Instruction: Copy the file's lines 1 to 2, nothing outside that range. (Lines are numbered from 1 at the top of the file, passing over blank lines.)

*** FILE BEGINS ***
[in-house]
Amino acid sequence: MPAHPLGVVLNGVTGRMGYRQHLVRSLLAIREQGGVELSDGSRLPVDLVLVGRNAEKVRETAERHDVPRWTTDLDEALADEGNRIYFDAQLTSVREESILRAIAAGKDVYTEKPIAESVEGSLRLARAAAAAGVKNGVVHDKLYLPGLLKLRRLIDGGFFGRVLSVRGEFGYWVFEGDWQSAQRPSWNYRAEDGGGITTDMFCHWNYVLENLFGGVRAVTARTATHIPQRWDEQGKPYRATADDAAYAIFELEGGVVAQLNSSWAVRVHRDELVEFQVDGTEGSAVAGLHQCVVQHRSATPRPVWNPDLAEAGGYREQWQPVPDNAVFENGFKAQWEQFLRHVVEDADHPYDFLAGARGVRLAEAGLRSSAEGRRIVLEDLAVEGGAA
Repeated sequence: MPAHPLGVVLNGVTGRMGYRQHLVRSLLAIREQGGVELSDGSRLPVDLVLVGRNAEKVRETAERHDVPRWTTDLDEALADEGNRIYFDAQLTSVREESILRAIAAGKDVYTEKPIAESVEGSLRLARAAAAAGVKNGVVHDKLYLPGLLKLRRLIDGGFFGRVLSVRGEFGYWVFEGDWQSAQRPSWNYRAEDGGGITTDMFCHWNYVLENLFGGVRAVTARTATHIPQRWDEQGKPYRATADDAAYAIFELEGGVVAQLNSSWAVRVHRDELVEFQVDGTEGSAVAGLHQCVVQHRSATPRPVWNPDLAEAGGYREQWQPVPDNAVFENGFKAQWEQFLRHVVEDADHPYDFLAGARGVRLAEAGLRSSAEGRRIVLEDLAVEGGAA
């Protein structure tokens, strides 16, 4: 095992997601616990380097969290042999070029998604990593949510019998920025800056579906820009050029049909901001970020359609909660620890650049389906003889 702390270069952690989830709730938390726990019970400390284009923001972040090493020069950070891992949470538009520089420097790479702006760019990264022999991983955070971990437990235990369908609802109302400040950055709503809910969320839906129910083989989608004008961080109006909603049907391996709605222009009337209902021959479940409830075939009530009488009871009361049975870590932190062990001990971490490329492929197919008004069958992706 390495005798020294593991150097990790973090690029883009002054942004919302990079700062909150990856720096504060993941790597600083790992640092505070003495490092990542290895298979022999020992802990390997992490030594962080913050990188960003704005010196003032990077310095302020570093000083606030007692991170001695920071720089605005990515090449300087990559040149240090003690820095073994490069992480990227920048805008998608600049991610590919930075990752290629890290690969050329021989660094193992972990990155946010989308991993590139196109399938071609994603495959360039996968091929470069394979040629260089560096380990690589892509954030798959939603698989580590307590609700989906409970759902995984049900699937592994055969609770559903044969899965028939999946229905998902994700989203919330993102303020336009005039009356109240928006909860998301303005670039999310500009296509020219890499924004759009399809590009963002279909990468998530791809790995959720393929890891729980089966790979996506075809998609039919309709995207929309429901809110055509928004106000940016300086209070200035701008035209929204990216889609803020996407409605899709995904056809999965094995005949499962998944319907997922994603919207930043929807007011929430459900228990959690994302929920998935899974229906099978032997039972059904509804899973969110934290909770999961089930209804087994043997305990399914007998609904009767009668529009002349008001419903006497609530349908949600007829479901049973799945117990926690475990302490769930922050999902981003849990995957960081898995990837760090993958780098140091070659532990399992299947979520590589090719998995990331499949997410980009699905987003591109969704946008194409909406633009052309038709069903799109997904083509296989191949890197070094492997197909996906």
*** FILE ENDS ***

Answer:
[in-house]
Amino acid sequence: MPAHPLGVVLNGVTGRMGYRQHLVRSLLAIREQGGVELSDGSRLPVDLVLVGRNAEKVRETAERHDVPRWTTDLDEALADEGNRIYFDAQLTSVREESILRAIAAGKDVYTEKPIAESVEGSLRLARAAAAAGVKNGVVHDKLYLPGLLKLRRLIDGGFFGRVLSVRGEFGYWVFEGDWQSAQRPSWNYRAEDGGGITTDMFCHWNYVLENLFGGVRAVTARTATHIPQRWDEQGKPYRATADDAAYAIFELEGGVVAQLNSSWAVRVHRDELVEFQVDGTEGSAVAGLHQCVVQHRSATPRPVWNPDLAEAGGYREQWQPVPDNAVFENGFKAQWEQFLRHVVEDADHPYDFLAGARGVRLAEAGLRSSAEGRRIVLEDLAVEGGAA